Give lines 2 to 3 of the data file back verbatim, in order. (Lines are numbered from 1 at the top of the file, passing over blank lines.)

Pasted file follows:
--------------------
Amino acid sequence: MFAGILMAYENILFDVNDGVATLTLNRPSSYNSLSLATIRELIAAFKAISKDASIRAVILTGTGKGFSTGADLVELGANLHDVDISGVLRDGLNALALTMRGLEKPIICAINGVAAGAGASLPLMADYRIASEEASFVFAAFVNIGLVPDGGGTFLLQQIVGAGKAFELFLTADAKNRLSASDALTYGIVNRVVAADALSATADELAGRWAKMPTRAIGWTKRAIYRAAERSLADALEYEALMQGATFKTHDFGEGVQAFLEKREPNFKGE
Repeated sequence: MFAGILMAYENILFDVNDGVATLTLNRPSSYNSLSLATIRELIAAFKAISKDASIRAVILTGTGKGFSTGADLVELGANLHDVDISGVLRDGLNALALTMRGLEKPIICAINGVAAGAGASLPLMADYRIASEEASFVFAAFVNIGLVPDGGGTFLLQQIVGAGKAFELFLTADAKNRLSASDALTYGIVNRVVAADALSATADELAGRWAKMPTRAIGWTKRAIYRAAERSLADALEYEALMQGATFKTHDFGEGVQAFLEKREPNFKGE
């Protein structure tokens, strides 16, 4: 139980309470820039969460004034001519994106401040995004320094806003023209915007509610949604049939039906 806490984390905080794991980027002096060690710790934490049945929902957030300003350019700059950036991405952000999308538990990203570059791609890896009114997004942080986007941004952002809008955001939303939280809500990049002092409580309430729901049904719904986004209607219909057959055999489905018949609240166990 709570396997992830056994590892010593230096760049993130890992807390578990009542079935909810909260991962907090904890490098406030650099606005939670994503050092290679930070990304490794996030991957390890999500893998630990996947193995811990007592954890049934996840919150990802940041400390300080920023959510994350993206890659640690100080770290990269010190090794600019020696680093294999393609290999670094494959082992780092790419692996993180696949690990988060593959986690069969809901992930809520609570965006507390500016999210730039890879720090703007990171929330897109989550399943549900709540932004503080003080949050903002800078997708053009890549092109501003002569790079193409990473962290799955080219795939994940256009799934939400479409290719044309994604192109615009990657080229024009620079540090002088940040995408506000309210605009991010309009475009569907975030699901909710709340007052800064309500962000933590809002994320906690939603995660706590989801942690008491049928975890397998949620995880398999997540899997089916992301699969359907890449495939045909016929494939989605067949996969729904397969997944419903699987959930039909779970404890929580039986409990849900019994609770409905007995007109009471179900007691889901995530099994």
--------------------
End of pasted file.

Repeated sequence: MFAGILMAYENILFDVNDGVATLTLNRPSSYNSLSLATIRELIAAFKAISKDASIRAVILTGTGKGFSTGADLVELGANLHDVDISGVLRDGLNALALTMRGLEKPIICAINGVAAGAGASLPLMADYRIASEEASFVFAAFVNIGLVPDGGGTFLLQQIVGAGKAFELFLTADAKNRLSASDALTYGIVNRVVAADALSATADELAGRWAKMPTRAIGWTKRAIYRAAERSLADALEYEALMQGATFKTHDFGEGVQAFLEKREPNFKGE
């Protein structure tokens, strides 16, 4: 139980309470820039969460004034001519994106401040995004320094806003023209915007509610949604049939039906 806490984390905080794991980027002096060690710790934490049945929902957030300003350019700059950036991405952000999308538990990203570059791609890896009114997004942080986007941004952002809008955001939303939280809500990049002092409580309430729901049904719904986004209607219909057959055999489905018949609240166990 709570396997992830056994590892010593230096760049993130890992807390578990009542079935909810909260991962907090904890490098406030650099606005939670994503050092290679930070990304490794996030991957390890999500893998630990996947193995811990007592954890049934996840919150990802940041400390300080920023959510994350993206890659640690100080770290990269010190090794600019020696680093294999393609290999670094494959082992780092790419692996993180696949690990988060593959986690069969809901992930809520609570965006507390500016999210730039890879720090703007990171929330897109989550399943549900709540932004503080003080949050903002800078997708053009890549092109501003002569790079193409990473962290799955080219795939994940256009799934939400479409290719044309994604192109615009990657080229024009620079540090002088940040995408506000309210605009991010309009475009569907975030699901909710709340007052800064309500962000933590809002994320906690939603995660706590989801942690008491049928975890397998949620995880398999997540899997089916992301699969359907890449495939045909016929494939989605067949996969729904397969997944419903699987959930039909779970404890929580039986409990849900019994609770409905007995007109009471179900007691889901995530099994």